NEW YORK U.S. emissions of the main greenhouse gas -- carbon dioxide -- from energy sources, such as gasoline, diesel and coal, fell a record 2.8 percent last year as the recession hit consumer demand for fuel, the government said on Wednesday.
Energy-related emissions of carbon dioxide in 2008 fell 165 million tons from the previous year to 5,802 million tons, said the Energy Information Administration, the statistics branch of the Department of Energy. Total U.S. energy consumption dropped 2.2 percent during the year, it said.
Even with the recession-related drop, the United States remains by far the largest greenhouse gas polluter on a per capita basis and the largest emitter save China. Total U.S. energy-related CO2 emissions have jumped by almost 16 percent since 1990.
Energy-related CO2 emissions represent over 80 percent of U.S. greenhouse gas emissions that are blamed for global warming.
U.S. emissions from petroleum fuels in 2008 fell 6 percent as the recession forced consumers to keep cars in garages.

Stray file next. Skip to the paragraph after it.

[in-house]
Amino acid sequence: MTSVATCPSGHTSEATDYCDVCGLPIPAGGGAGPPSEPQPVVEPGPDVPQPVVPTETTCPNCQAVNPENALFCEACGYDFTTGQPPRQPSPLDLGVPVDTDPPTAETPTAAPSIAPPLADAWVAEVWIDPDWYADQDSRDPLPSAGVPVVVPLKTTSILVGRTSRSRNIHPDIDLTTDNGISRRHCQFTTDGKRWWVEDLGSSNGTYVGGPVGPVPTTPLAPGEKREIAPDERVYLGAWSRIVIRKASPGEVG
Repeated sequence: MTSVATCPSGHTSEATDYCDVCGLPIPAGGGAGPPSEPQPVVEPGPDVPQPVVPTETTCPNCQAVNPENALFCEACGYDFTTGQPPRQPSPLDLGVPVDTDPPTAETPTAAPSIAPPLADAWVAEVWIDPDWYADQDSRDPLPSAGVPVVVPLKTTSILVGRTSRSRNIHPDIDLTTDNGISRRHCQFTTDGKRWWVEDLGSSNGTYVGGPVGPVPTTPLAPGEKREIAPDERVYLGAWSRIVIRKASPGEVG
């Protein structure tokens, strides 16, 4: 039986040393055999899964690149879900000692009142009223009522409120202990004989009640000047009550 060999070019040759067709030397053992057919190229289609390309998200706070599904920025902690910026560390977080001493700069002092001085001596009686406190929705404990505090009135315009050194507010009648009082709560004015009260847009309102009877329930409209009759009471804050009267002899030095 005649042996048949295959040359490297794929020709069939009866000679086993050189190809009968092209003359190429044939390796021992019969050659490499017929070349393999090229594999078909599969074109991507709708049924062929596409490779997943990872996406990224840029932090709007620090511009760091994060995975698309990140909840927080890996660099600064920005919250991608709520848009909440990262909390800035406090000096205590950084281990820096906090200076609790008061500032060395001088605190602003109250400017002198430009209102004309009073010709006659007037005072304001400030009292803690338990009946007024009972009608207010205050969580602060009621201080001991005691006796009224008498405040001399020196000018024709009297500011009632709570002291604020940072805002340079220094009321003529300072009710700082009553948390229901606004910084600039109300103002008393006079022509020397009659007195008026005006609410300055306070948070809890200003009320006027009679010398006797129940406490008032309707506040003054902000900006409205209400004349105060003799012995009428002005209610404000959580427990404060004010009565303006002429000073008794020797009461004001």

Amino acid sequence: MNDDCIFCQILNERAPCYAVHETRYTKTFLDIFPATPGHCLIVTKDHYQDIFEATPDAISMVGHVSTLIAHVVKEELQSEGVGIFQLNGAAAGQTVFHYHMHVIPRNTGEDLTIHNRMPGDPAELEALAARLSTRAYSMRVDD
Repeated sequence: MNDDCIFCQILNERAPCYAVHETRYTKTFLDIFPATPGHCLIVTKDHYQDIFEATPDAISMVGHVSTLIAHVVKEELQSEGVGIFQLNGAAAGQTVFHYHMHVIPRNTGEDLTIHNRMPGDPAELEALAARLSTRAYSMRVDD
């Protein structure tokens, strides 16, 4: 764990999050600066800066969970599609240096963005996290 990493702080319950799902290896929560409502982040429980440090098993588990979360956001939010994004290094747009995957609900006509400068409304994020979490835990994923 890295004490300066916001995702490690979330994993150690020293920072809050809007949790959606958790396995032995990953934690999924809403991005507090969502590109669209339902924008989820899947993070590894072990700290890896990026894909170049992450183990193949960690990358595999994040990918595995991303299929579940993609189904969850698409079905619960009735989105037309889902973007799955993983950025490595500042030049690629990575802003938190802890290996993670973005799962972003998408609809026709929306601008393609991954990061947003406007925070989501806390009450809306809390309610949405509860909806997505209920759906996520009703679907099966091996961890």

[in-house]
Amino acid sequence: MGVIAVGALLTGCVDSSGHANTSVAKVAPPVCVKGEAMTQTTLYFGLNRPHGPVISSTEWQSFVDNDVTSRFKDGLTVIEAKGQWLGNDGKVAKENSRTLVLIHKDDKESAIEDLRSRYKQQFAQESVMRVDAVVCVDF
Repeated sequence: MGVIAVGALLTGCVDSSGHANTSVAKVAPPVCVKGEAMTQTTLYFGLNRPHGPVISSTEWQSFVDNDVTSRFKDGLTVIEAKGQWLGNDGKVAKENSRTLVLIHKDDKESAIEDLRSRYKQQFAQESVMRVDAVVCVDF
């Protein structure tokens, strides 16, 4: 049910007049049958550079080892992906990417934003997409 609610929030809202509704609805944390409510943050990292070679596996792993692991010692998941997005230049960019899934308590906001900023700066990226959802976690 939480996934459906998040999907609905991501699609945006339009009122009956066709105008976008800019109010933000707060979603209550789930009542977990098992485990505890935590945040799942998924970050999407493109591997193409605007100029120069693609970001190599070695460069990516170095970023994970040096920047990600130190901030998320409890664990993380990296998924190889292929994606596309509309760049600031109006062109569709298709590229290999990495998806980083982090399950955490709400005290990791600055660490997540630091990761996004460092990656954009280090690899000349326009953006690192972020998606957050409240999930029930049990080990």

"Near the end of the year, despite lower energy prices, gasoline and diesel demand was dampened by a drop in consumer income," said the EIA.
Fuel prices had shot to record prices during the middle of the year, when crude oil hit $147 per barrel, which also helped cut consumer demand.
The Department of Transportation said on Wednesday Americans drove fewer miles in March for the 16th month in a row.
Emissions from power plants, the source of 41 percent of U.S. carbon dioxide pollution from energy sources, fell 2.1 percent over the year, with output of CO2 from coal burning down 1.1 percent, the EIA said.
Carbon dioxide pollution from the top two sectors, power and transportation, have generally risen since 1990, the EIA said.
Output of CO2 from industrial sources, however, has declined about 8 percent since 1990, the EIA said.
The EIA said a government report on all 2008 U.S. greenhouse gas emissions, including methane and other gases, will be available in December.
(Reporting by Timothy Gardner and Tom Doggett; Editing by Walter Bagley)